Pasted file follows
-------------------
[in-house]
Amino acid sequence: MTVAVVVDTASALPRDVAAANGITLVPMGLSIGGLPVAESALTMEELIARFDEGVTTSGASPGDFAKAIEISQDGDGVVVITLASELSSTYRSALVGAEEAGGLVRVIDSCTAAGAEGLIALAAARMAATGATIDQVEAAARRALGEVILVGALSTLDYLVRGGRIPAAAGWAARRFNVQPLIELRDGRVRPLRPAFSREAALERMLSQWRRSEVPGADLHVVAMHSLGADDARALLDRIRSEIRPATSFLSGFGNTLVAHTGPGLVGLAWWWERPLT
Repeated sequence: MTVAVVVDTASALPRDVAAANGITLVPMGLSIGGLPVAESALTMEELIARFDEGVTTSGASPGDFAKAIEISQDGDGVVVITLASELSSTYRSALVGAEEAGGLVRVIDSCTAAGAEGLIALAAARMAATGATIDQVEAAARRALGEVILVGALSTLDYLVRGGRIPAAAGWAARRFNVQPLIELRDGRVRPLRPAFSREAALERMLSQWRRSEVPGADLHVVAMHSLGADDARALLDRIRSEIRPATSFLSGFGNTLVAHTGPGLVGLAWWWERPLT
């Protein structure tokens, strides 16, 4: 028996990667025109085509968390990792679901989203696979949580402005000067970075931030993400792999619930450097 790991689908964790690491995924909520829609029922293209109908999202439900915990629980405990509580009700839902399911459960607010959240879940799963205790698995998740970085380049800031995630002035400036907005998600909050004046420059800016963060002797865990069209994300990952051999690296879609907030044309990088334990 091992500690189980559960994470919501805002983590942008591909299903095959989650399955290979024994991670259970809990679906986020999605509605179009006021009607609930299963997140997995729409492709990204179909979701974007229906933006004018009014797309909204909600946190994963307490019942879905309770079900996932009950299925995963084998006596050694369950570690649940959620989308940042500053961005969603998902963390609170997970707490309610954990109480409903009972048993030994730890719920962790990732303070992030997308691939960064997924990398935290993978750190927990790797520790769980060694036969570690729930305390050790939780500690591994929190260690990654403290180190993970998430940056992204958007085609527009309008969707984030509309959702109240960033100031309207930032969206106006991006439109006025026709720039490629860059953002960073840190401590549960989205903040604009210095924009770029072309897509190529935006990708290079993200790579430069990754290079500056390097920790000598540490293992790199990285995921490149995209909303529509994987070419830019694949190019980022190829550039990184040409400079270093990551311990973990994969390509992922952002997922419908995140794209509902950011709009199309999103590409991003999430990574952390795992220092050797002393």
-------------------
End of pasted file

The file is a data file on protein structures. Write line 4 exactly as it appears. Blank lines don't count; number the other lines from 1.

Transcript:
């Protein structure tokens, strides 16, 4: 028996990667025109085509968390990792679901989203696979949580402005000067970075931030993400792999619930450097 790991689908964790690491995924909520829609029922293209109908999202439900915990629980405990509580009700839902399911459960607010959240879940799963205790698995998740970085380049800031995630002035400036907005998600909050004046420059800016963060002797865990069209994300990952051999690296879609907030044309990088334990 091992500690189980559960994470919501805002983590942008591909299903095959989650399955290979024994991670259970809990679906986020999605509605179009006021009607609930299963997140997995729409492709990204179909979701974007229906933006004018009014797309909204909600946190994963307490019942879905309770079900996932009950299925995963084998006596050694369950570690649940959620989308940042500053961005969603998902963390609170997970707490309610954990109480409903009972048993030994730890719920962790990732303070992030997308691939960064997924990398935290993978750190927990790797520790769980060694036969570690729930305390050790939780500690591994929190260690990654403290180190993970998430940056992204958007085609527009309008969707984030509309959702109240960033100031309207930032969206106006991006439109006025026709720039490629860059953002960073840190401590549960989205903040604009210095924009770029072309897509190529935006990708290079993200790579430069990754290079500056390097920790000598540490293992790199990285995921490149995209909303529509994987070419830019694949190019980022190829550039990184040409400079270093990551311990973990994969390509992922952002997922419908995140794209509902950011709009199309999103590409991003999430990574952390795992220092050797002393």